The buck always stops with UCSB Athletic Director Gary Cunningham, even when there aren’t many bucks to go around.

With Intercollegiate Athletics (ICA) operating on an extremely modest budget, Cunningham, at the helm of the Athletic Dept. since 1995, maintains complete responsibility for 19 teams, over 400 athletes and a staff of over 30. He must ensure that the Athletic Dept. provides enough money to compete at the Division I level and win at a consistent rate.

“This is a real challenge because we are an underfunded program,” Cunningham said. “We do the best we can, but we are just trying to survive and stay even.”

In 1998, the UCSB Athletic Dept. received the lowest amount of funding from student fees of any of the 10 schools in the Big West Conference, including state schools like Long Beach, Cal Poly and Fullerton. UCSB’s $4 million budget in 1998 barely covered its 21 Division I athletic teams, a stark comparison to UC big brother UCLA’s $30 million budget that year. With the money allotted, the men’s track team, for example, could only afford to offer just one scholarship that would be divvied up among over 30 athletes. Even UC Davis, a program that jumped to Division I status in 2003-04 and won’t enter the Big West until the 2007-08 academic year, has out-pledged its commitment to athletics.

“Most of the Big West is better funded,” Cunningham said. “Irvine has more money than we do, but they have a bigger enrollment. The UC Davis program is built on referendum money.”

Yet during April 21-22 in 1998, 66.97 percent of the student body voted to approve a $9 per-student-per quarter fee measure that brought in an additional $450,000 per year in revenue to the UCSB Athletic Dept. The students reaffirmed the measure in 2002 and will be asked to do so again in the 2006 Associated Student elections. Cunningham said the money was designed to recruit players and add roughly 25 full scholarships at $18,000 per year.

“[If students did not reaffirm the ICA Initiative], we wouldn’t be able to fund our programs,” Cunningham said.
The referendum provided the most relief for equivalency sports and not the fully funded programs of men’s and women’s basketball and women’s volleyball, which were already financially emphasized by the department. In 1998, the men’s swimming team, for example, could give scholarships to just four swimmers while consistently competing for titles against other Big West teams that could give scholarships to over three times as many athletes.

Nearly eight years later, UCSB is still searching for the money to stay afloat. For the 2004-05 academic year, UCSB could afford to provide 124 scholarships. Although it is an integral component to the UCSB Athletic Dept., the student initiative provides mere pennies to the total cost of operations. Cunningham said the university budgeted the athletic department $7,605,000 for this fiscal year, a figure that must finance salaries, travel, insurance, training rooms and scholarships in addition to a host of other expenses. According to Cunningham, the university provides approximately half of the $7.6 million. Other revenue arises out of alumni contributions, fundraising, advertising money, entry fees to tournaments, gate receipts, road game appearances, tournament appearances, season ticket sales, money incurred from a deal split with physical activities and traditional miscellaneous line items.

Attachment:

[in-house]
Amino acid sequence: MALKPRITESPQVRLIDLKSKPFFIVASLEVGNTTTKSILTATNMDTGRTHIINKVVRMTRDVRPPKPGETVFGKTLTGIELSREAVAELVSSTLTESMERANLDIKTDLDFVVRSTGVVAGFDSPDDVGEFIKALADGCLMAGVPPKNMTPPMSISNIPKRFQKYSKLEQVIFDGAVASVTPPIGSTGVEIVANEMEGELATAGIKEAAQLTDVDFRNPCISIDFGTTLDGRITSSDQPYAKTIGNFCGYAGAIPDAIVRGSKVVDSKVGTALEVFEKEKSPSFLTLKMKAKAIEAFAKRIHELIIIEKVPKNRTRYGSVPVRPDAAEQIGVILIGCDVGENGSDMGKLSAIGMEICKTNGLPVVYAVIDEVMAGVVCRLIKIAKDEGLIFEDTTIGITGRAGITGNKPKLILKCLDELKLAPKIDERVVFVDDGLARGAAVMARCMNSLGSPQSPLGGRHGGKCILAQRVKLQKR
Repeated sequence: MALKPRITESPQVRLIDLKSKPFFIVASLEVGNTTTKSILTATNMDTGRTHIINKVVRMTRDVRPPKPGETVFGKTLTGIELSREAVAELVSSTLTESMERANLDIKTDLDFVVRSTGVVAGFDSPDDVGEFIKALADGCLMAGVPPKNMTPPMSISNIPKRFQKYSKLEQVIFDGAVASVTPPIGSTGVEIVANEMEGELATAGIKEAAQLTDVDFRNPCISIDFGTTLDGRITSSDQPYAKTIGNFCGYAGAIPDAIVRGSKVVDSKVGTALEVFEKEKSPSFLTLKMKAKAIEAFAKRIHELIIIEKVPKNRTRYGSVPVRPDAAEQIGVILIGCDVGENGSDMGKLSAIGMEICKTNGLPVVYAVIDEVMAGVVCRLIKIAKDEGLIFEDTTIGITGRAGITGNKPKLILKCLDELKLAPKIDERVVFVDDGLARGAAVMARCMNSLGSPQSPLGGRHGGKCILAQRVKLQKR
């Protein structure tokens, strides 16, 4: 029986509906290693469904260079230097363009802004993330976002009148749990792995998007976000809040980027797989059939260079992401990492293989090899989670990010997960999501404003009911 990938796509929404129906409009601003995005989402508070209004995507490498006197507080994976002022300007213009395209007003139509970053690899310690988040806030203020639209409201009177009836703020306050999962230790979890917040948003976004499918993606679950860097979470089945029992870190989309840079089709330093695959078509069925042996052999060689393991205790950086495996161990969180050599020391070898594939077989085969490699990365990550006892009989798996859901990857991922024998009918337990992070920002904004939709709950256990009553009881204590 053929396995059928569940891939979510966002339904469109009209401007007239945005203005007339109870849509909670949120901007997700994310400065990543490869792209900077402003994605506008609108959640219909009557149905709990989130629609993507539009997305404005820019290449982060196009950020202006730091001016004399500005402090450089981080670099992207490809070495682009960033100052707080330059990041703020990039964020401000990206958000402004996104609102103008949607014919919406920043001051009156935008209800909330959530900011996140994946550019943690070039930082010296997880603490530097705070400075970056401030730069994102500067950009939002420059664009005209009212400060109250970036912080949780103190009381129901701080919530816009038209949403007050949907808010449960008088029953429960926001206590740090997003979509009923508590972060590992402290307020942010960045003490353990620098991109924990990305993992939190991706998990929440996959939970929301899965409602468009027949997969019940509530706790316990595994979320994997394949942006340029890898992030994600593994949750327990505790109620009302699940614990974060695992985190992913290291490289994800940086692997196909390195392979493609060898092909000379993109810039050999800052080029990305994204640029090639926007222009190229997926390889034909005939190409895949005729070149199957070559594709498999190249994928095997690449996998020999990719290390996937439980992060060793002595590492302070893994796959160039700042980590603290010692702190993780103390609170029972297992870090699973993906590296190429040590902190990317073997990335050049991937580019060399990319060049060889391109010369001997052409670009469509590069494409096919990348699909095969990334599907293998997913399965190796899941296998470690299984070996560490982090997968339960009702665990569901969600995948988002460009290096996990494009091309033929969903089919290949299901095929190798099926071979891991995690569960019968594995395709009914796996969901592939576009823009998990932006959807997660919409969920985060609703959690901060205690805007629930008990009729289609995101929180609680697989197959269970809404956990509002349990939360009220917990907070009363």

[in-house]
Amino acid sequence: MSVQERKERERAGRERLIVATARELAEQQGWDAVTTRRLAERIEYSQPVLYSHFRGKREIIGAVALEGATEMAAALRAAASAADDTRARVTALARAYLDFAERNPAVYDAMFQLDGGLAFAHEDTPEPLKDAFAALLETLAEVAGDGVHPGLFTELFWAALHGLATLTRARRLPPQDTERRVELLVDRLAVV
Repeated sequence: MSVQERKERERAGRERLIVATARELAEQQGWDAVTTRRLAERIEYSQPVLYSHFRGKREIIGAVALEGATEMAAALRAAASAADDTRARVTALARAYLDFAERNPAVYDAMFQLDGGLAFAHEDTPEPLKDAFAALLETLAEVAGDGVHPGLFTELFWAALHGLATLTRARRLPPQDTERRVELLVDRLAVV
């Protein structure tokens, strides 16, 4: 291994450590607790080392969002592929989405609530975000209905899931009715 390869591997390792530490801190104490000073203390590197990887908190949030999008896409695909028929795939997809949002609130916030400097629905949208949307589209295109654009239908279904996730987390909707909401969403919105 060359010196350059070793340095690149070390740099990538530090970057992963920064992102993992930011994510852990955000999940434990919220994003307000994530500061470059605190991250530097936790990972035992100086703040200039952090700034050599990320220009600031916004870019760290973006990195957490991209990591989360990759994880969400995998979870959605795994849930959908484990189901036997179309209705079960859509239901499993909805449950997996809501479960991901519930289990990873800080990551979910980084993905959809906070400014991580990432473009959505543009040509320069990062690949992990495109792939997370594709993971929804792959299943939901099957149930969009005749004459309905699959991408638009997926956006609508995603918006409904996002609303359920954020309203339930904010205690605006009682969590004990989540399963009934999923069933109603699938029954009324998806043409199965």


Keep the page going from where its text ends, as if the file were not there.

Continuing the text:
“Everyone has more money than [UCSB does],” UCSB men’s soccer Head Coach Tim Vom Steeg said. “The students at UC Davis have stepped up to the plate and decided that athletics reflect the entire student body. As a result, Davis gets double the amount of money we do.”

But seeing that the Big West Conference mandates that schools give scholarships to a minimum of eighty percent of emphasized sports – men’s and women’s soccer, men’s and women’s basketball, women’s volleyball, baseball and softball – Cunningham said that Santa Barbara cannot afford to fund deserving Gaucho programs.
Higher up in the chain of command, the NCAA imposes its own scholarship regulations, including a ceiling figure for many ICA sports, but UCSB does not have the resources to max out any of them. To compete at the Division I level, schools must additionally field at least 14 NCAA-level teams that must also adhere to stringent Title IX guidelines.

The UCSB Athletic Dept. has made many improvements during the past year. The ICA building, the state-of-the-art facility that opened earlier in the spring, has been praised as a success by the department and the chancellor. Yet the financing for the improvements came directly from the students via a hefty lock-in fee approved in the 2000 Associated Students elections. Cunningham said that while he would like to give teams more money, the department receives a financial figure from the university each year and then creates the budget for each sport. Vom Steeg said there have been three consecutive years of budget cuts to the Athletic Dept.

“With budget cuts, everybody is affected,” Vom Steeg said. “It starts with the State of California. Budget cuts get handed down across the board.”

Given the current state of the economy, recent facility improvements and an obedience to the financial status quo, it appears unlikely that more money will arrive Cunningham’s way anytime soon.